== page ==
Long-term bone marrow cultures established from bone marrow transplant recipients

A T Treweeke, J Hampson, R E Clark

Research output: Contribution to journalArticlepeer-review

4 Citations (Scopus)


Following bone marrow transplantation (BMT), the stroma remains host-derived, and has therefore been exposed to the high doses of chemoradiotherapy used in BMT conditioning. We have used long term bone marrow culture (LTBMC) to study the effect of this conditioning therapy on the stroma. Twenty-five BMT recipients were studied, comprising 13 allografts and 12 autografts. Marrow was aspirated prior to transplant (6 cases) and at 3, 6 or 12 months post-BMT. Fifteen haematologically normal subjects were studied in parallel. The stromal layer of LTBMC was visually assessed at weekly intervals and supernatant cells counted and assayed for colony forming unit-granulocyte/macrophage (CFU-GM). Five of the six cases studied both before and after BMT formed less confluent stroma following the procedure. A successive improvement in the proportion of patients forming good stroma was observed with increasing time from BMT. Supernatant cell and CFU-GM counts were not significantly different from normal following BMT. No clear relationship was observed between stromal confluence and any of the following: supernatant cell and CFU-GM counts, transplant type, underlying disease, conditioning regime or time to engraftment. These data support the view that BMT conditioning regimes cause stromal damage, and that this damage gradually improves with time.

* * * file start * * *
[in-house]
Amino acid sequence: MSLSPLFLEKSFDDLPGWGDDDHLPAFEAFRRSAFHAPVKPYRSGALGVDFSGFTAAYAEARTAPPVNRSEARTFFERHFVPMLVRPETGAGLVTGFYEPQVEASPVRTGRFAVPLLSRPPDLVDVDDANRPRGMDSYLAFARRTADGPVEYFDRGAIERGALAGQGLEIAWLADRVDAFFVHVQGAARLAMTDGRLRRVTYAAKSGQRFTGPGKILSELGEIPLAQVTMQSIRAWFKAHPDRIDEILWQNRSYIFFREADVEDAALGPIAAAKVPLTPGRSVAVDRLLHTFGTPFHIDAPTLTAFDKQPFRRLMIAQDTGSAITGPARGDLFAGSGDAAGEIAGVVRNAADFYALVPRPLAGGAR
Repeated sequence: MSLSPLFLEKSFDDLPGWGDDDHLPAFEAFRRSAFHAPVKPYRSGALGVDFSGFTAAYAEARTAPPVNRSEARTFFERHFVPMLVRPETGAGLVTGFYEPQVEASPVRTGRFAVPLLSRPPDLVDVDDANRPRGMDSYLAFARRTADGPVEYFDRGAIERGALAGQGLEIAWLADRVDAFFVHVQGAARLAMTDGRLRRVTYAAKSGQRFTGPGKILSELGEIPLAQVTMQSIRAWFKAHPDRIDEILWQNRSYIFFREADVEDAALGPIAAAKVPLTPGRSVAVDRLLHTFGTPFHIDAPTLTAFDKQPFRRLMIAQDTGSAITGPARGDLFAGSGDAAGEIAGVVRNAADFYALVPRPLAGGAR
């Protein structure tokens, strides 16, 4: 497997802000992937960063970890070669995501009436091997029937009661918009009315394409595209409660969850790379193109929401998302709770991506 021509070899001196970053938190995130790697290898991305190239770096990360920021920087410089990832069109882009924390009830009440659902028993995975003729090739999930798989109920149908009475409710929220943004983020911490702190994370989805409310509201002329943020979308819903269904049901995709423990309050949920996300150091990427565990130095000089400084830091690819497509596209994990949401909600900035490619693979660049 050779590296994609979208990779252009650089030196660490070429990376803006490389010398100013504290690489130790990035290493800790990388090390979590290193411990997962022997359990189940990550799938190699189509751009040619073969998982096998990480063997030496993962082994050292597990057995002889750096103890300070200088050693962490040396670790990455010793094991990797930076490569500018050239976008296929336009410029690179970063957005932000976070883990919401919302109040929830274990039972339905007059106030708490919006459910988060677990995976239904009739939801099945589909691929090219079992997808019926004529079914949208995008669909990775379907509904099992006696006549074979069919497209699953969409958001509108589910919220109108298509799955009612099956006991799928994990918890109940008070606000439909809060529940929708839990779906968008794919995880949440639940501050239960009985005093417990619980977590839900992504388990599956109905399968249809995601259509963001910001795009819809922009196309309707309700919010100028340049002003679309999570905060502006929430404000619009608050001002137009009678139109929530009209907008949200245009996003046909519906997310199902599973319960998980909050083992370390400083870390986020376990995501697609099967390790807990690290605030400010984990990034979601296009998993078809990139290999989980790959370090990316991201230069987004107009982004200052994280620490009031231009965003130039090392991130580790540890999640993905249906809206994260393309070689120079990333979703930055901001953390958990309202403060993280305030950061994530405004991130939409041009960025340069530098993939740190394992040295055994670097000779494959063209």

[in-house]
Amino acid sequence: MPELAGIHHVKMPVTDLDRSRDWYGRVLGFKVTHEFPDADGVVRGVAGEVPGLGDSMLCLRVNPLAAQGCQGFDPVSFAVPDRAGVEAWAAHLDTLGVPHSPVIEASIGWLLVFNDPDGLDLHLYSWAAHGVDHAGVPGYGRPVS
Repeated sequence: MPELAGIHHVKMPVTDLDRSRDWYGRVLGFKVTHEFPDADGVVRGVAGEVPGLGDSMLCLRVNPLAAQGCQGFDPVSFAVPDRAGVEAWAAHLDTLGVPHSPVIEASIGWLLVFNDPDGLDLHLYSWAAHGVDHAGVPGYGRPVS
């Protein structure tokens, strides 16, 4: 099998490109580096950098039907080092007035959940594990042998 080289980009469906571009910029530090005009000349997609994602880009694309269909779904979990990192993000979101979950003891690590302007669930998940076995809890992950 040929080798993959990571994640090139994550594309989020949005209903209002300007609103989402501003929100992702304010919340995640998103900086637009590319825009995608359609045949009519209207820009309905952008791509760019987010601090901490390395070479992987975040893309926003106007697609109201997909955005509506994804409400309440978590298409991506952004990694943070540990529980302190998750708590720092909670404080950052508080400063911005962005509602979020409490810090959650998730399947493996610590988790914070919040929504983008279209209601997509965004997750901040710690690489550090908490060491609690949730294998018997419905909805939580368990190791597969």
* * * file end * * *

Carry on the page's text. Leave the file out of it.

Original languageEnglish
Pages (from-to)117-22
Number of pages6
JournalLeukemia & Lymphoma
Issue number1-2
Publication statusPublished - Dec 1993


  • Adult
  • Bone Marrow
  • Bone Marrow Cells
  • Bone Marrow Transplantation
  • Cells, Cultured
  • Colony-Forming Units Assay
  • Culture Techniques
  • Female
  • Hodgkin Disease
  • Humans
  • Kinetics
  • Leukemia
  • Male
  • Middle Aged
  • Time Factors
  • Transplantation, Autologous
  • Transplantation, Homologous


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